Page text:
“This is one of the worst harvests I have had in my life”: Families in Bolivia Confront Hunger as Drought Destroys Vital Potato Crop
A portrait of Leydy, 6, her mother Nimia, 30, and brother Jhon, 11, while picking potatoes that they left to freeze-dry in the fields. Photo: Adriana Loureiro Fernandez / Save the Children
LA PAZ, 3 October – In Bolivia’s highlands, where life's rhythm largely follows the agricultural calendar, a crop emergency is unfolding and pushing families to the brink of hunger, Save the Children said.
One staple is a particular victim - the potato – which is now under threat in the region due to recent erratic weather patterns and changing climate conditions.
For generations, potatoes have been an agricultural lifeline in the high-altitude region of Potosí, Bolivia, where few other plants survive 3,700m above sea level. The hardy crop, first farmed in the South American Andes some 8,000 years ago, is versatile and well suited for the region's rugged terrain.
Over the past few months, Bolivia, like much of South America, has been sweltering under a “heat dome”, causing temperatures in the country to soar to a staggering 45°C - unprecedented during the winter. In August, Bolivia recorded the highest winter temperature in the Southern Hemisphere; last week, Save the Children reported that more than half the country was in drought.
Severe drought in Potosí, of the six of Bolivia’s departments experiencing drought, has reduced water flow by two-thirds, dropping from 180 litres per second to a mere 60 litres per second. Many families in the highlands currently do not have access to water daily, while some get it only once a week. The lack of rain and access to water have meant that farmers are unable to water their crops.
Silvia, a mother of five living in the region of Potosí, lost most of her potato harvest this year due to dry, hot weather, coupled with an untimely frost. What she did manage to harvest only sustained her family for a few weeks, leaving them without potatoes until her next harvest. Silvia said:
“[It’s been] very hot and when it is hot, potatoes don't grow because the soil is burning, and the potatoes get cooked. We live off the crops we plant but when crops don't grow, we don't have food to eat. We have to buy [food], but we [don’t have enough] money because there's not much work here. This is a remote place. [Before], I could provide everything for my children: clothes, school supplies, food, and electricity. But now, almost everything I do is not enough.”
This year’s poor harvest is contributing to a significant rise in vegetables prices, with Silvia spending about 50% of her income on food as she is unable to grow enough herself.
Silvia’s family has been living off the land for generations. Her mother Eugenia, 73, added that this year’s circumstances are unprecedented, explaining “there is no rain anymore; this is one of the worst harvests I have had in my life.”
As temperatures continue to soar in South America, the return of El Niño this year looms large, potentially bringing more intense weather extremes and a rise in temperatures, exacerbating the already accelerating impacts of the climate crisis.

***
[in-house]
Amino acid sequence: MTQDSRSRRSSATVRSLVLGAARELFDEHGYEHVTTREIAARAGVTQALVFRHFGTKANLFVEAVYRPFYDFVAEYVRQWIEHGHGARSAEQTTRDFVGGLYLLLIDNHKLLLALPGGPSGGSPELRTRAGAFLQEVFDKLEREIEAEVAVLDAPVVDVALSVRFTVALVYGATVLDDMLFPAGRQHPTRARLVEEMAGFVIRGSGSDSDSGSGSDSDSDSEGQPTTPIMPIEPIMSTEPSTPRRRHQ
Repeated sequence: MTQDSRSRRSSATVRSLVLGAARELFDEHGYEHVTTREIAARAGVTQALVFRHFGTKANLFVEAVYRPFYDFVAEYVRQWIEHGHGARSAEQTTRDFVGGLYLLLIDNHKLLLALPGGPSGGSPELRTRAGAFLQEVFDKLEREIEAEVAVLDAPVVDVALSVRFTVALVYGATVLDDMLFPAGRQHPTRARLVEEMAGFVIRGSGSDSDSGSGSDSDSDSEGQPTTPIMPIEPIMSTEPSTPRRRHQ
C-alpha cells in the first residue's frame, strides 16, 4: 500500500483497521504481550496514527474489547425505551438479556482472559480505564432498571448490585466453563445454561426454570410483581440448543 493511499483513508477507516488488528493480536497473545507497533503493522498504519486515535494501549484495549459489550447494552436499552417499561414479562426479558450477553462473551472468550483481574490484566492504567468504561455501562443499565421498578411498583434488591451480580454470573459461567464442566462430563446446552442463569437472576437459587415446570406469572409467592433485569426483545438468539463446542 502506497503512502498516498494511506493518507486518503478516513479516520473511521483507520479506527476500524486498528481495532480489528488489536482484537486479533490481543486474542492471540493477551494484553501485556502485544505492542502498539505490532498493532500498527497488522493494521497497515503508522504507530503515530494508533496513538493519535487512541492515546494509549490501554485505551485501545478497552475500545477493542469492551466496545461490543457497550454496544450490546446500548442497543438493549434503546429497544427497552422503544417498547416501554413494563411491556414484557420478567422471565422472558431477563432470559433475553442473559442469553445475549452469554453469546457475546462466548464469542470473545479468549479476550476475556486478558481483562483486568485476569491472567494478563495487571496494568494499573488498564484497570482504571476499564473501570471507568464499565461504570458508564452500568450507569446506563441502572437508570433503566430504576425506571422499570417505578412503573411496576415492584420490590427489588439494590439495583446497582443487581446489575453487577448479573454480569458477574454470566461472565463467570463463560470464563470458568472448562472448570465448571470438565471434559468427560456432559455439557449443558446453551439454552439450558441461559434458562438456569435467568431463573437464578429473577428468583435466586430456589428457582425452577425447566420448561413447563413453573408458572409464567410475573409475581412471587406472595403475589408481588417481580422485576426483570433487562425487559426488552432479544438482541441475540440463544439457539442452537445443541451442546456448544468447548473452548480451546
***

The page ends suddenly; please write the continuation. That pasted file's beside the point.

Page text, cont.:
“The weather is changing here. Last year I harvested a lot,” said Nimia, 30, who grows potatoes with her family to make chuño, a dehydrated potato product typical of Quechua communities. “But we haven't harvested much. The crop became wormy, and it hasn't rained since last year, so the harvest is no good.”
Much like Silvia, Nimia’s potato harvest suffered a significant setback this year after the frost and drought lead to smaller-than-usual potatoes. To help her potatoes grow, Nimia used fertilizer which contributed to the crop getting a worm infestation. Since her family cannot waste food this year, Nimia and her children used the small potatoes—worms and all—to make chuño.
More than half the population in Bolivia are currently food insecure, mainly those in rural areas. Food insecurity in the country will continue to worsen as weather extremes events become more severe and frequent, decimating vital farming and livestock.
Marianela Montes de Oca, Save the Children’s Country Director in Bolivia, said:
“Potatoes are a lifeline for families in Bolivia. For generations, the crop has provided comfort, substance and a livelihood for families. If crop failure continues to worsen, hunger in Bolivia will soar. This serves as a stark reminder that the battle against hunger is closely tied to the health of our planet and the resilience of our food systems.”
Save the Children is helping women like Silvia and Nimia in Bolivia become entrepreneurs, so they can earn enough money to care for their children. Both Silvia and Nimia run successful small businesses, so they are less reliant on their harvest to earn money. Silvia knits and makes empanadas, while Nimia set up a cake business.
Save the Children is calling on world leaders, particularly from high-income countries and historical emitters, to take action on the climate crisis that includes increasing adaptation finance and providing funding for losses and damages through the provision of new and additional climate finance. Leaders must also place children and child-critical social services at the centre of their efforts. Governments must also recognise children as key agents of change in addressing the climate crisis and work to urgently limit warming temperatures to 1.5C above pre-industrial levels.
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